Like many rock ’n’ roll fans, Ted Horowitz began exploring the roots of rock by delving back into the blues. Eventually it became more than an avocation for the guitarist, who has forged a three-decade career as one of the most exciting blues-rockers in America under his stage name: Popa Chubby.

Like many rock ’n’ roll fans, Ted Horowitz began exploring the roots of rock by delving back into the blues. Eventually it became more than an avocation for the guitarist, who has forged a three-decade career as one of the most exciting blues-rockers in America under his stage name: Popa Chubby.


Now, with his 20th album, “The Fight Is On,” released in March on Blind Pig Records, Chubby has stepped firmly back into the rock sphere.


Chubby became known as one of the most creative blues musicians, but never let up on rock, either. In 2006 he released a double-CD of all Hendrix covers, “Electric Chubbyland.” The 2007 “Deliveries After Dark” album was another riveting blast.


“It’s who I am, that’s the music I like best,” said Chubby from his Bronx studio. “I always like to play some Jimi, of course.”


The title cut on Chubby’s new album is a vibrant shot of gritty rock, with lyrics likening love and life to a boxing match. “We Got Some Rockin’ to Do” might be better than anything Van Halen ever put out, and “Rock ’n’ Roll Is My Religion” is the kind of anthem KISS wishes they’d recorded.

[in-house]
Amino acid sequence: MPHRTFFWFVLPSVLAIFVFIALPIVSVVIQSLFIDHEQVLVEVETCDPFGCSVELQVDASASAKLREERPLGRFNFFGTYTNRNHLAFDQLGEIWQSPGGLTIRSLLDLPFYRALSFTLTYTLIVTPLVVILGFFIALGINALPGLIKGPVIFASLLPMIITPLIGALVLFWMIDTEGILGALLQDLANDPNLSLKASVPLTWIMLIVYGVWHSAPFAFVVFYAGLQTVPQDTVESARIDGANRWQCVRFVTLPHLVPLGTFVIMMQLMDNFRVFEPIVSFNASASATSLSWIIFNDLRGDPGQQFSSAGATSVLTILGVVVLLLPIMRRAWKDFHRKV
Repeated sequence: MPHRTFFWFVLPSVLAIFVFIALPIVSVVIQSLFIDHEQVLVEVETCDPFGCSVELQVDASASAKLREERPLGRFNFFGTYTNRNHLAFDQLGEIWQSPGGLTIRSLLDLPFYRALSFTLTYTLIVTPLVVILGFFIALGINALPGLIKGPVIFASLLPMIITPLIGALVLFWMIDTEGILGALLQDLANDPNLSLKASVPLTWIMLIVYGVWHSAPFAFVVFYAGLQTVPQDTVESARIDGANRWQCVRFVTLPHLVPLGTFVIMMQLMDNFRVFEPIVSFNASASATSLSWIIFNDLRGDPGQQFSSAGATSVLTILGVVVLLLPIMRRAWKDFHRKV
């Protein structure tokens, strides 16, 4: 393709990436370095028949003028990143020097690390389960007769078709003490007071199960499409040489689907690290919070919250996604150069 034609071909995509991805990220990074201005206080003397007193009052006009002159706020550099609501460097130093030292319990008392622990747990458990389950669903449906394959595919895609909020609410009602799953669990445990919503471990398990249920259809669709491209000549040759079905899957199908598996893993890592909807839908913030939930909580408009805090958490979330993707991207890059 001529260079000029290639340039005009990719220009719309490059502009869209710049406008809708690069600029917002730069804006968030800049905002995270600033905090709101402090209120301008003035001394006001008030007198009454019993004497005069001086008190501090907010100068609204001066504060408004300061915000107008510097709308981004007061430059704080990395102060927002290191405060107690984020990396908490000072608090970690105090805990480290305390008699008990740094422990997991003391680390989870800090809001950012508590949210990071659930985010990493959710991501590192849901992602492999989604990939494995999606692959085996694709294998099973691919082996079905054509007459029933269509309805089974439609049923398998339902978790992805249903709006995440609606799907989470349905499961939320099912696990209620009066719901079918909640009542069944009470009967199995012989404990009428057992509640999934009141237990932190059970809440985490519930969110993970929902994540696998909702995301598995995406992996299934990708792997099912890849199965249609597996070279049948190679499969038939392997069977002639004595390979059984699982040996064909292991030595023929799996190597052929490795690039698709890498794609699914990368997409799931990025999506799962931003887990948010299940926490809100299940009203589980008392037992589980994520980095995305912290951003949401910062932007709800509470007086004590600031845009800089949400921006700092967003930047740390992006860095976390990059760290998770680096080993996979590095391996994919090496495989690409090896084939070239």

Which isn’t to say the album doesn’t stray beyond arena rock. Chubby’s songwriting is renowned. He first gained fame with the funky blues of “Sweet Goddess of Love and Beer” in 1995, became a European star shortly afterward with tunes like “How’d a White Boy Get the Blues?” and penned the New Yorker’s view of 9/11 “Somebody Let the Devil Out” in 2002.


The new album includes the Latin sway of “Switchblade Combs and Candy Cigarettes,” as bewitching a slice of street life as classic Ben E. King. It also includes the Rolling Stones-like “Wicked Wanda,” and the exhilarating instrumental ode to motorcycles, “Steelhorse Serenade.”


“I have a lot of friends who are bikers,” said Chubby about the song. “They inspired me, their whole idea of freedom, being free and living free, that you get on a bike.”


The only cover song on the album is a live performance of Motorhead’s “Ace of Spades” that is so fast-paced and melodic, it leaves your head spinning.


“I’ve been playing that song for a long time,” said Chubby, 50. “Basically, I just like that song, and the philosophy it contains. Besides that, the tune itself is just lots of fun to play.”


Chubby loves the Rolling Stones.


“I think the biggest thing I took away from the Stones and their music was the need to just get out there and play live,” he said. “The key to rock is you’ve got to get out onstage and make it happen live, and I try to do that.”


Live music may be a tough business, and some areas may be better than others, but Chubby’s constant stream of excellent albums, and unforgettable live shows, keep him in demand.


“I’m able to stay busy all the time. I’ve been doing this for some time now, releasing a record every year or so. So hearing that this is my 20th is not a surprise. I just keep going out and trying to do my best, and I think I have a good life. I have no complaints.”


The Patriot Ledger